Although designed to flip pages with notation and scoring software, a free companion app allows custom key assignments
Although you can load sheet music and scores on a computer, as well as mobile devices like a tablet or smartphone, there’s always the issue of needing to turn pages. This requires your hands off your instrument and pushing a key or swiping a touchscreen.
PageFlip’s products caught my attention for this review because of my narration work. Printing it out means paper rustling, which has to be edited out and can also interrupt the flow. Attaching an iPad to a mic stand (using something like IK Multimedia’s iKlip2 solves the paper noise problem, but with the iPad close to the mic, touching something connected to a mic stand can be a problem. Orchestras and pit musicians also need to turn pages noiselessly (and preferably, hands-free). For these applications and more, the PageFlip family of products provides a solution.
The PageFlip Product Trio
PageFlip Firefly ($109.95) is a pedal-controlled, Bluetooth page-turner that works wirelessly (or wired, via the included USB cable) with Android, iOS, Mac, and Windows. You can add two optional, external pedals to the Firefly for four-pedal operation.
Because PageFlip emulates keyboard presses, the sheet music or text app needs to respond to page up/page down, arrow left/right, arrow up/down, mouse click left/right, or space/enter. Not only does this range of options mean you can control some DAW functions, what’s even cooler is PageFlip’s free software app (Windows 64-bit, 7+ or MacOS 10.9+) that lets you program custom keyboard assignments, including keypress combinations and hotkey functions (Fig. 1).
For $20 more, the PageFlip DragonFly has two additional, smaller pedals elevated above the existing pedals; for $20 less, the PageFlip Butterfly offers three preset pedal modes that can’t be reprogrammed, and can’t connect via USB (wireless only).
The user interface is super-simple: turn on power, and then select one of the five possible switching modes. An additional switch turns on an LED in each pedal so you can see them in the dark. And, connectivity is easy. Pairing via Bluetooth is painless; if you don’t have Bluetooth you can buy an optional Bluetooth USB dongle from Pageflip for $15, or with the Firefly and Dragonfly, also connect via USB.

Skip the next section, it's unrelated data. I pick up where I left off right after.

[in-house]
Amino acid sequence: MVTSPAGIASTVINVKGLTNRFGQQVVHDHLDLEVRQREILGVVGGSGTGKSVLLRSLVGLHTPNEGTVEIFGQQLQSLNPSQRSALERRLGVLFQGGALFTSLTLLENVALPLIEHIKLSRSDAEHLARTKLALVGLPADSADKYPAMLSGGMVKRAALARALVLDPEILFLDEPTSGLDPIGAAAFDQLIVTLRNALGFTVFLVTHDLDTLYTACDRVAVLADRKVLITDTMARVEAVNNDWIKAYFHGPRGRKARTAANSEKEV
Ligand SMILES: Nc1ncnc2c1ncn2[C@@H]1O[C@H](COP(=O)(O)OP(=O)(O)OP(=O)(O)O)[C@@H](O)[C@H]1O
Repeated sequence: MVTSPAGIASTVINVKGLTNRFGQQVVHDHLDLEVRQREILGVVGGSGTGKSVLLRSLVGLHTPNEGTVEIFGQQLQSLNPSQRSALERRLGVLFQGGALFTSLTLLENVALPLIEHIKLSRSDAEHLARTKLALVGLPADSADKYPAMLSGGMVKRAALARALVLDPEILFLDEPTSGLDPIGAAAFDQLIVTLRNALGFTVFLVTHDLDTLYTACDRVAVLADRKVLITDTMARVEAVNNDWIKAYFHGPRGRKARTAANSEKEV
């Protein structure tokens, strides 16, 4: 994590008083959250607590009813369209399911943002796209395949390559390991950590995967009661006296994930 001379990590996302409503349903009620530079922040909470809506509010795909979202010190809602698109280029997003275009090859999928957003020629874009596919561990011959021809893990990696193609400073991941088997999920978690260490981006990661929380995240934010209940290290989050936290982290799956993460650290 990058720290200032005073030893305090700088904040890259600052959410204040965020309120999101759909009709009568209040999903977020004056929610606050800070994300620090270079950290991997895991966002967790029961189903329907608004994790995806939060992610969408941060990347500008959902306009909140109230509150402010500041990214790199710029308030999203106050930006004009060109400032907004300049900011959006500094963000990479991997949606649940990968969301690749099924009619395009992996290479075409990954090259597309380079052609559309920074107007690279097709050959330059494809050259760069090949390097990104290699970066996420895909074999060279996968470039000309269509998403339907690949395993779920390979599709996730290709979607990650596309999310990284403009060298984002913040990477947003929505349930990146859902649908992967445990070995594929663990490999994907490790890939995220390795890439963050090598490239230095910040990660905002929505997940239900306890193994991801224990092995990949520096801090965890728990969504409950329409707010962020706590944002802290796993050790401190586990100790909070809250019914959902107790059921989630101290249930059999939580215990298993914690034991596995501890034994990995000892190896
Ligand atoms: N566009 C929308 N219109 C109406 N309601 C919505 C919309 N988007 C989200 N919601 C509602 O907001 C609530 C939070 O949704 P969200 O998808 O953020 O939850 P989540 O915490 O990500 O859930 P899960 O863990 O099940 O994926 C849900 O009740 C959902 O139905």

The unit is made of rugged, high-impact plastic. The switches are reset, so even Bigfoot couldn’t break them.
The pedals use two AA batteries, but the batteries last a looong time—PageFlip estimates 200 hours of continuous operation. Get a couple rechargeables and you’re good to go. Also note that the Windows app for custom programming won’t work with 32-bit systems. But you already graduated to 64 bits a long time ago, right?
This is an extremely clever and useful device, not only because it does its intended function of changing pages, but because it’s a wireless or USB-wired remote control that’s handy for any computer program with keyboard shortcuts. (For example with Word, one pedal could turn bold on and off, while the other turns Italics on and off.) With five presets that trigger a pair of functions and another two optional pedals for five more function pairs, that’s a lot of control possibilities. (Note that if you re-program all the functions and don’t want to have to “go to the floor” every time you want to change presets, then use two external pedals, keep the Firefly on your desktop, and then change the presets manually.)
Overall, it seems like a lot of thought went into the PageFlip products. They’re durable, noiseless, battery-friendly, super-easy to set up and use, and do what they’re supposed to do (and more). The Firefly is the most popular of the line, but consider spending the extra $20 for the Dragonfly if you’re also interested in more general-purpose computer control. Either way, you can’t go wrong.